ICD-10 Diagnosis Code T42.3X1D

Poisoning by barbiturates, accidental (unintentional), subs

Diagnosis Code T42.3X1D

ICD-10: T42.3X1D
Short Description: Poisoning by barbiturates, accidental (unintentional), subs
Long Description: Poisoning by barbiturates, accidental (unintentional), subsequent encounter
This is the 2018 version of the ICD-10-CM diagnosis code T42.3X1D

Valid for Submission
The code T42.3X1D is valid for submission for HIPAA-covered transactions.

Code Classification
  • Injury, poisoning and certain other consequences of external causes (S00–T98)
    • Poisoning by, adverse effect of and underdosing of drugs, medicaments and biological substances (T36-T50)
      • Antiepileptic, sedative- hypnotic and antiparkinsonism drugs (T42)

Information for Medical Professionals

Diagnostic Related Groups
The diagnosis code T42.3X1D is grouped in the following Diagnostic Related Group(s) (MS-DRG V35.0)


Convert to ICD-9 Additional informationCallout TooltipGeneral Equivalence Map
The ICD-10 and ICD-9 GEMs are used to facilitate linking between the diagnosis codes in ICD-9-CM and the new ICD-10-CM code set. The GEMs are the raw material from which providers, health information vendors and payers can derive specific applied mappings to meet their needs.

Present on Admission (POA) Additional informationCallout TooltipPresent on Admission
The Present on Admission (POA) indicator is used for diagnosis codes included in claims involving inpatient admissions to general acute care hospitals. POA indicators must be reported to CMS on each claim to facilitate the grouping of diagnoses codes into the proper Diagnostic Related Groups (DRG). CMS publishes a listing of specific diagnosis codes that are exempt from the POA reporting requirement.

The code T42.3X1D is exempt from POA reporting.

  • Accidental amylobarbitone overdose
  • Accidental butabarbitone overdose
  • Accidental cyclobarbitone overdose
  • Accidental cyclobarbitone poisoning
  • Accidental methylphenobarbitone overdose
  • Accidental methylphenobarbitone poisoning
  • Accidental phenobarbitone overdose
  • Accidental poisoning caused by amylobarbitone
  • Accidental poisoning caused by barbitone
  • Accidental poisoning caused by barbiturates
  • Accidental poisoning caused by butabarbitone
  • Accidental poisoning caused by combination barbiturate
  • Accidental poisoning caused by pentobarbitone
  • Accidental poisoning caused by phenobarbitone
  • Accidental poisoning caused by quinalbarbitone
  • Accidental quinalbarbitone overdose
  • Amylobarbitone overdose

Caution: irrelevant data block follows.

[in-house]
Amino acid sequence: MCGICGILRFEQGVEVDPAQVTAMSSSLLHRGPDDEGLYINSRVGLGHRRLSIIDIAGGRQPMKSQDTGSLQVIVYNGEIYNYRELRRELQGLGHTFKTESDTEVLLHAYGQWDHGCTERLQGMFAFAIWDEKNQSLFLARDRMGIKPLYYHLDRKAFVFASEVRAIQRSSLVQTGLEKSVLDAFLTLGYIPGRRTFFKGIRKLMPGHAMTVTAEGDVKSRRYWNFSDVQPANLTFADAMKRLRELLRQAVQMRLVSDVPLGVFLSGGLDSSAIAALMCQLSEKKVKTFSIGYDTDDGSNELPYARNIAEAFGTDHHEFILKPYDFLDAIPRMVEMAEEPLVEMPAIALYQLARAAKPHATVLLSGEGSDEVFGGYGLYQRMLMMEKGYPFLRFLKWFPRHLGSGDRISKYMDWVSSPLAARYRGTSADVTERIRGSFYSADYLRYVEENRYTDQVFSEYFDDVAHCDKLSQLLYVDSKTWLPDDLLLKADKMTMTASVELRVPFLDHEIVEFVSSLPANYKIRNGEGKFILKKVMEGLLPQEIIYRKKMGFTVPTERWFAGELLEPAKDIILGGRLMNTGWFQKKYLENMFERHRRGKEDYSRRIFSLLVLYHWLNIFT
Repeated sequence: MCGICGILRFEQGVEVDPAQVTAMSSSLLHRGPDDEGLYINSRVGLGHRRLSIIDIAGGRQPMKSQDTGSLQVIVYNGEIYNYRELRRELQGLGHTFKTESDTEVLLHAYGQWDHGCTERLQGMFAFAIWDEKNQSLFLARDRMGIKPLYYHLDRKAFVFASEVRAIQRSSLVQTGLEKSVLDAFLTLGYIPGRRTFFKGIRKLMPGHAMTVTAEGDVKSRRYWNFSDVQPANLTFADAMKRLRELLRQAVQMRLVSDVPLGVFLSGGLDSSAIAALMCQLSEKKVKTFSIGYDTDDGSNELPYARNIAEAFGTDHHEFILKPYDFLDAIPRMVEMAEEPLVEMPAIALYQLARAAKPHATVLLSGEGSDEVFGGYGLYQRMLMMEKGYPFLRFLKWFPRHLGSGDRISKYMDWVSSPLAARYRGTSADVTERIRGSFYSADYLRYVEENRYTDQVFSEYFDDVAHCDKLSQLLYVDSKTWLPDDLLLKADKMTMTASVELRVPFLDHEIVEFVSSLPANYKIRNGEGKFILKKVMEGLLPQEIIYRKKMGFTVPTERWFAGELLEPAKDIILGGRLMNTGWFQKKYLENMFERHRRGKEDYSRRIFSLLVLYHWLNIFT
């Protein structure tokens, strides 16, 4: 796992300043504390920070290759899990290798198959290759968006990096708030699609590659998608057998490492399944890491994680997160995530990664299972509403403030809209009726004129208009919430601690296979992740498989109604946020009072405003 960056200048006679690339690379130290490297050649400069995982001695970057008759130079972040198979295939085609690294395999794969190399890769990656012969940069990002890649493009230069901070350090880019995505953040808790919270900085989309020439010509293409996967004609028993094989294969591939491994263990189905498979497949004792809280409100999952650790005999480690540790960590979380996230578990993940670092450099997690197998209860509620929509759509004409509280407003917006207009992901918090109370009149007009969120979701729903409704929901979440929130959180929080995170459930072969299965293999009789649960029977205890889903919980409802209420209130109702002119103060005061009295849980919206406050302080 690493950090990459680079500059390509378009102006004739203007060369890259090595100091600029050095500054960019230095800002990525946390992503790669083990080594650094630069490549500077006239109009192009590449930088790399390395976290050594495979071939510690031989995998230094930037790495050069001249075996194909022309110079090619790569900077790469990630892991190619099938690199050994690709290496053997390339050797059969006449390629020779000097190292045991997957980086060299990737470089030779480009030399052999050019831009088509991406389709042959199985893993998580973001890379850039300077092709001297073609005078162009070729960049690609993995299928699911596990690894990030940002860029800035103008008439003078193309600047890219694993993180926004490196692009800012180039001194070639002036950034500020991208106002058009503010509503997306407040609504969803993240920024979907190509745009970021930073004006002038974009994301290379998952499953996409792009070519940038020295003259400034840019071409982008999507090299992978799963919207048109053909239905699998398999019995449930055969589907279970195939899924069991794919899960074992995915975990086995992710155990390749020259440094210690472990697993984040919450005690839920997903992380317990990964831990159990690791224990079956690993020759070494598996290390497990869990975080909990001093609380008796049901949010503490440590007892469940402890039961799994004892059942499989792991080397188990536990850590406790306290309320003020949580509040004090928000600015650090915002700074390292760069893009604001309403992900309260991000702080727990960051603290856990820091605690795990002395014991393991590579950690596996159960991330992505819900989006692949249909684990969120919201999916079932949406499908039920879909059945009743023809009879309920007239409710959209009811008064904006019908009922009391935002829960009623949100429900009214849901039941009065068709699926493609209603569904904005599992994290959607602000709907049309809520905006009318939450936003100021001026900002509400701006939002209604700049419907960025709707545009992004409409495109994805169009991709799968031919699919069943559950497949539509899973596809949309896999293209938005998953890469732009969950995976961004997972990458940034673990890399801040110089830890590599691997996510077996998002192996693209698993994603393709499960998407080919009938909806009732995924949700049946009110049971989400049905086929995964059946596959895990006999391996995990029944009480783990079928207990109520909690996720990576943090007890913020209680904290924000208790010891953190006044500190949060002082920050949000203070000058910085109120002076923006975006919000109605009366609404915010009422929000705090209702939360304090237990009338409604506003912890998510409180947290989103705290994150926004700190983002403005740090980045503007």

• Barbiturate antiepileptic overdose
  • Barbiturate antiepileptic poisoning
  • Barbiturate overdose
  • Butabarbitone overdose
  • Cyclobarbitone overdose
  • Cyclobarbitone poisoning
  • Methylphenobarbitone overdose
  • Methylphenobarbitone poisoning
  • Phenobarbitone overdose
  • Poisoning caused by amobarbital
  • Poisoning caused by barbital
  • Poisoning caused by barbiturate
  • Poisoning caused by butabarbital
  • Poisoning caused by combination barbiturate
  • Poisoning caused by pentobarbital
  • Poisoning caused by phenobarbital
  • Poisoning caused by secobarbital
  • Quinalbarbitone overdose

Information for Patients

Medication Errors

Medicines cure infectious diseases, prevent problems from chronic diseases, and ease pain. But medicines can also cause harmful reactions if not used correctly. Errors can happen in the hospital, at the doctor's office, at the pharmacy, or at home. You can help prevent errors by

  • Knowing your medicines. Keep a list of the names of your medicines, how much you take, and when you take them. Include over-the-counter medicines, vitamins, and supplements and herbs. Take this list to all your doctor visits.
  • Reading medicine labels and following the directions. Don't take medications prescribed for someone else.
  • Taking extra caution when giving medicines to children.
  • Asking questions. If you don't know the answers to these questions, ask your doctor or pharmacist.
    • Why am I taking this medicine?
    • What are the common problems to watch out for?
    • What should I do if they occur?
    • When should I stop this medicine?
    • Can I take this medicine with the other medicines on my list?

Centers for Disease Control and Prevention

  • 6 Tips to Avoid Medication Mistakes (Food and Drug Administration)
  • How and when to get rid of unused medicines (Medical Encyclopedia)
  • Keeping your medications organized (Medical Encyclopedia)
  • Medication safety during your hospital stay (Medical Encyclopedia)
  • Medication safety: Filling your prescription (Medical Encyclopedia)
  • Storing your medicines (Medical Encyclopedia)
  • Taking medicine at home - create a routine (Medical Encyclopedia)

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